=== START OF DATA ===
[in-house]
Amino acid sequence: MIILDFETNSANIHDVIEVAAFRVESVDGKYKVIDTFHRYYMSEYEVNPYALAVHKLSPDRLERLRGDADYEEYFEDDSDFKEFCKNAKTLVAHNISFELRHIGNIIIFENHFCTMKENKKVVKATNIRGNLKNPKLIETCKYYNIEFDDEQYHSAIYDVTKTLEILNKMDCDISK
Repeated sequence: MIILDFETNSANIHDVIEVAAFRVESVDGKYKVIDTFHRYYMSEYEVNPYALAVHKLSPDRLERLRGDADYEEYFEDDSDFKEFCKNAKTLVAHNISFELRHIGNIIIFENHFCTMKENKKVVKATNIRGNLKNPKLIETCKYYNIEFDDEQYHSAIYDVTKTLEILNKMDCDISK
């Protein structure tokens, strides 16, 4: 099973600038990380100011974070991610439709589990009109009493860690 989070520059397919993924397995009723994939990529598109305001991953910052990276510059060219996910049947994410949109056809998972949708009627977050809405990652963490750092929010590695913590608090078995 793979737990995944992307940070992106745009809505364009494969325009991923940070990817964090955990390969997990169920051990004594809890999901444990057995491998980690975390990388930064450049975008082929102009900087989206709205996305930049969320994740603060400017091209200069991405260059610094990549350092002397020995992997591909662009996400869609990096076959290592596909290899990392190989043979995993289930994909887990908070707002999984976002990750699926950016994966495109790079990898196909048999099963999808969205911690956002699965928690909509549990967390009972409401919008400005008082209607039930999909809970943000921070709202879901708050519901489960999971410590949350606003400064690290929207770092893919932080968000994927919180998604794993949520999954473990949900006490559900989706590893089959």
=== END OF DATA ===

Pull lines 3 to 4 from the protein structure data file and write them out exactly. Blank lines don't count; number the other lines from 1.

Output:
Repeated sequence: MIILDFETNSANIHDVIEVAAFRVESVDGKYKVIDTFHRYYMSEYEVNPYALAVHKLSPDRLERLRGDADYEEYFEDDSDFKEFCKNAKTLVAHNISFELRHIGNIIIFENHFCTMKENKKVVKATNIRGNLKNPKLIETCKYYNIEFDDEQYHSAIYDVTKTLEILNKMDCDISK
């Protein structure tokens, strides 16, 4: 099973600038990380100011974070991610439709589990009109009493860690 989070520059397919993924397995009723994939990529598109305001991953910052990276510059060219996910049947994410949109056809998972949708009627977050809405990652963490750092929010590695913590608090078995 793979737990995944992307940070992106745009809505364009494969325009991923940070990817964090955990390969997990169920051990004594809890999901444990057995491998980690975390990388930064450049975008082929102009900087989206709205996305930049969320994740603060400017091209200069991405260059610094990549350092002397020995992997591909662009996400869609990096076959290592596909290899990392190989043979995993289930994909887990908070707002999984976002990750699926950016994966495109790079990898196909048999099963999808969205911690956002699965928690909509549990967390009972409401919008400005008082209607039930999909809970943000921070709202879901708050519901489960999971410590949350606003400064690290929207770092893919932080968000994927919180998604794993949520999954473990949900006490559900989706590893089959």